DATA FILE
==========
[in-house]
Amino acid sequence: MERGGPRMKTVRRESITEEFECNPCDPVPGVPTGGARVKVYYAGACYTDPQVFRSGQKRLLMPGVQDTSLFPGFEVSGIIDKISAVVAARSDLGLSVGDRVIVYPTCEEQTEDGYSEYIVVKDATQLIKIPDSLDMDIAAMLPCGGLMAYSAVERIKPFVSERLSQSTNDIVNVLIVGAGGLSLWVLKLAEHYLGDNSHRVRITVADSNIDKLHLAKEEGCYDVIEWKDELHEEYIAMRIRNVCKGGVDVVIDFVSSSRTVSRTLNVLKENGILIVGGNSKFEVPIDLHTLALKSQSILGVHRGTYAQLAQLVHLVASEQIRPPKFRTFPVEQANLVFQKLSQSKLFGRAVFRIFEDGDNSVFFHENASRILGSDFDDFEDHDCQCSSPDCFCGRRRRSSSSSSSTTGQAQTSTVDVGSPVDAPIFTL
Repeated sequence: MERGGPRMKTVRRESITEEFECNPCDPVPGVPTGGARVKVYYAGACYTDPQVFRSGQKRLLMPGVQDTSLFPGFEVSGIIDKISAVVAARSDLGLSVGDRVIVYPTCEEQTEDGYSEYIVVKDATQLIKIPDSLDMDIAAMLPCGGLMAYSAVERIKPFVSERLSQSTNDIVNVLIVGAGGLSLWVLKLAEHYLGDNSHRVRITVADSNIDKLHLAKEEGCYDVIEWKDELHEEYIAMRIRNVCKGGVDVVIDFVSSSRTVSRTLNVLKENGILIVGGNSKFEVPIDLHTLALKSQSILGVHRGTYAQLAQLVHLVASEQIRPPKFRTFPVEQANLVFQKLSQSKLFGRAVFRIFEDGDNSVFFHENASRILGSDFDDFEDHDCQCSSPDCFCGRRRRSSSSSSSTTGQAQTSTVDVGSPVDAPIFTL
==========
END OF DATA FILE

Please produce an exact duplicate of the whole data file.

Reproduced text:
[in-house]
Amino acid sequence: MERGGPRMKTVRRESITEEFECNPCDPVPGVPTGGARVKVYYAGACYTDPQVFRSGQKRLLMPGVQDTSLFPGFEVSGIIDKISAVVAARSDLGLSVGDRVIVYPTCEEQTEDGYSEYIVVKDATQLIKIPDSLDMDIAAMLPCGGLMAYSAVERIKPFVSERLSQSTNDIVNVLIVGAGGLSLWVLKLAEHYLGDNSHRVRITVADSNIDKLHLAKEEGCYDVIEWKDELHEEYIAMRIRNVCKGGVDVVIDFVSSSRTVSRTLNVLKENGILIVGGNSKFEVPIDLHTLALKSQSILGVHRGTYAQLAQLVHLVASEQIRPPKFRTFPVEQANLVFQKLSQSKLFGRAVFRIFEDGDNSVFFHENASRILGSDFDDFEDHDCQCSSPDCFCGRRRRSSSSSSSTTGQAQTSTVDVGSPVDAPIFTL
Repeated sequence: MERGGPRMKTVRRESITEEFECNPCDPVPGVPTGGARVKVYYAGACYTDPQVFRSGQKRLLMPGVQDTSLFPGFEVSGIIDKISAVVAARSDLGLSVGDRVIVYPTCEEQTEDGYSEYIVVKDATQLIKIPDSLDMDIAAMLPCGGLMAYSAVERIKPFVSERLSQSTNDIVNVLIVGAGGLSLWVLKLAEHYLGDNSHRVRITVADSNIDKLHLAKEEGCYDVIEWKDELHEEYIAMRIRNVCKGGVDVVIDFVSSSRTVSRTLNVLKENGILIVGGNSKFEVPIDLHTLALKSQSILGVHRGTYAQLAQLVHLVASEQIRPPKFRTFPVEQANLVFQKLSQSKLFGRAVFRIFEDGDNSVFFHENASRILGSDFDDFEDHDCQCSSPDCFCGRRRRSSSSSSSTTGQAQTSTVDVGSPVDAPIFTL